On Theater: A tale as old as time

If there's anything negative about the Orange County Performing Arts Center's current attraction, "Beauty and the Beast," it's that this marvelous musical fantasy will be history after Sunday.

Any touring production so dynamically staged and so fully realized as this classic — no matter that it's now 15 years old; it didn't play at the center the first time around — should be in town for at least a month. If you don't have tickets now, you may be out of luck.

Inspired by the first animated movie to earn an Oscar nomination, "Beauty and the Beast" is a remarkable blend of vocal power, intricate choreography and breathtaking technical effects. It's a show that will entrance the kids while entertaining their parents.

The casting is impeccable. Liz Shivener is quite rapturous as Belle, the bookish, stubbornly independent young woman who frees her father from the Beast's lair by taking his place and winning her captor's heart. Her vocalizing borders on the operatic and captures the audience en masse with her heartfelt solo, "A Change in Me," late in the second act.

As the Beast — rendered grotesque by a witch's spell for his lack of charity, breakable only by true love — Justin Glaser projects an outwardly fearsome yet inwardly awkward character. Though his performance is properly over the top on most occasions, he captures playgoers' hearts with his agonizing rendition of the first act-closing number, "If I Can't Love Her," clearly the highlight of the show.

Comic relief and pseudo villainry are combined with prancing gusto in the character of Gaston, the town bully and would-be suitor to Belle. Nathaniel Hackmann splendidly captures the macho swagger of this show-stealing lout, most notably in the fervent stein-clinking production number "Gaston."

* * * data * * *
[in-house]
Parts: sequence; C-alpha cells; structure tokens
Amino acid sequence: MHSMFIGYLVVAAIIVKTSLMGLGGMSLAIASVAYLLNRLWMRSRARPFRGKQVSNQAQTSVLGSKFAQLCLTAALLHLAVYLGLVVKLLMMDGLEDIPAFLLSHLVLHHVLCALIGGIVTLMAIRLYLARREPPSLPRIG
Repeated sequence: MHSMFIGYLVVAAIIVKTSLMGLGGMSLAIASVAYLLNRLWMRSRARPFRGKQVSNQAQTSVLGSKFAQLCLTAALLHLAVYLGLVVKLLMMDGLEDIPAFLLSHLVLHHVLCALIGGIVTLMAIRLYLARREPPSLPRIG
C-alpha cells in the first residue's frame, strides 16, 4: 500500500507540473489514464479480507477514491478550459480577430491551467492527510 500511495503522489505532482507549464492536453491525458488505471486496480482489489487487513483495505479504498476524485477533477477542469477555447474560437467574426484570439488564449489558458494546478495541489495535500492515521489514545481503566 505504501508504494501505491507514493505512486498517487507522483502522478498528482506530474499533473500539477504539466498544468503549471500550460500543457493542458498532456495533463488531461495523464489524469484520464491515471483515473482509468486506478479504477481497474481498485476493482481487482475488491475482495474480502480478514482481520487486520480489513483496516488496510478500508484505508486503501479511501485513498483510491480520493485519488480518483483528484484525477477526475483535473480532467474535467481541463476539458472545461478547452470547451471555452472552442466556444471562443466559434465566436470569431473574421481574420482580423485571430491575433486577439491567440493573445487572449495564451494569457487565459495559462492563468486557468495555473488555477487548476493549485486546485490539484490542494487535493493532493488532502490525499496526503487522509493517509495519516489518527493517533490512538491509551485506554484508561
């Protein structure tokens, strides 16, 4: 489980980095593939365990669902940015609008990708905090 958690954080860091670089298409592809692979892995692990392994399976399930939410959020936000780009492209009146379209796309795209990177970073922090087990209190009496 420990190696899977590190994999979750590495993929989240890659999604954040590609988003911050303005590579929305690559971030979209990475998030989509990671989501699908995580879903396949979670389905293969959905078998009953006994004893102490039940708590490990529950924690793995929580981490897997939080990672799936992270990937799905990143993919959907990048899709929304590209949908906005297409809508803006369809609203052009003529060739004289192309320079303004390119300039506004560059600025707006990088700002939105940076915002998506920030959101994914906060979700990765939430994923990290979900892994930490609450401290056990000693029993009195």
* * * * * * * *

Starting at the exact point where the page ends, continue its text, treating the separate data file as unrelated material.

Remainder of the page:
Christopher Spencer, who honed his acting chops in local Orange County productions, channels the late-life Mickey Rooney for his fine interpretation of Belle's daffy inventor father. Michael Fatica excels in energetic comedy as Gaston's henchman, hurling his body this way and that with alacrity.

The Beast's servants — cursed as he is and rendered semi-inanimate objects — are a lively lot. Merritt David Janes tops the list as the candlestick Lumiere, while Sabina Petra strikes a vivacious pose as Mrs. Potts, the teapot. Keith Kirkwood is a proper timepiece Cogsworth, while Erin Elizabeth Coors is a saucy feather duster Babette.

Director Rob Roth revisits his original production with verve and imagination, bolstered by the scintillating choreography of Matt West (whose "Be My Guest" ensemble number rocks the room) and musical supervision of Michel Kosarin. Visually, the costume designs of Ann Hould-Ward are particularly striking.

Technically, "Beauty and the Beast" is a particular triumph, since fantasy inspires exceptional creativity. Stanley A. Meyer's colorful scenic designs provide a stunning backdrop for the flashy lighting effects of Natasha Katz and John Petrafesa's crashing sound plot.

One can only hope this glorious production may some day return, but for now audiences have only until Sunday to "be their guest" for a superlative musical fantasy experience.

TOM TITUS reviews local theater for the Daily Pilot.

If You Go

What: "Beauty and the Beast"

Where: Orange County Performing Arts Center, 600 Town Center Drive, Costa Mesa

When: Closing performances at 7:30 p.m. Friday, 2 and 7:30 p.m. Saturday, and 1 and 6:30 p.m. Sunday

Cost: Tickets start at $20

Call: (714) 556-2787

Copyright © 2018, The Baltimore Sun, a Baltimore Sun Media Group publication | Place an Ad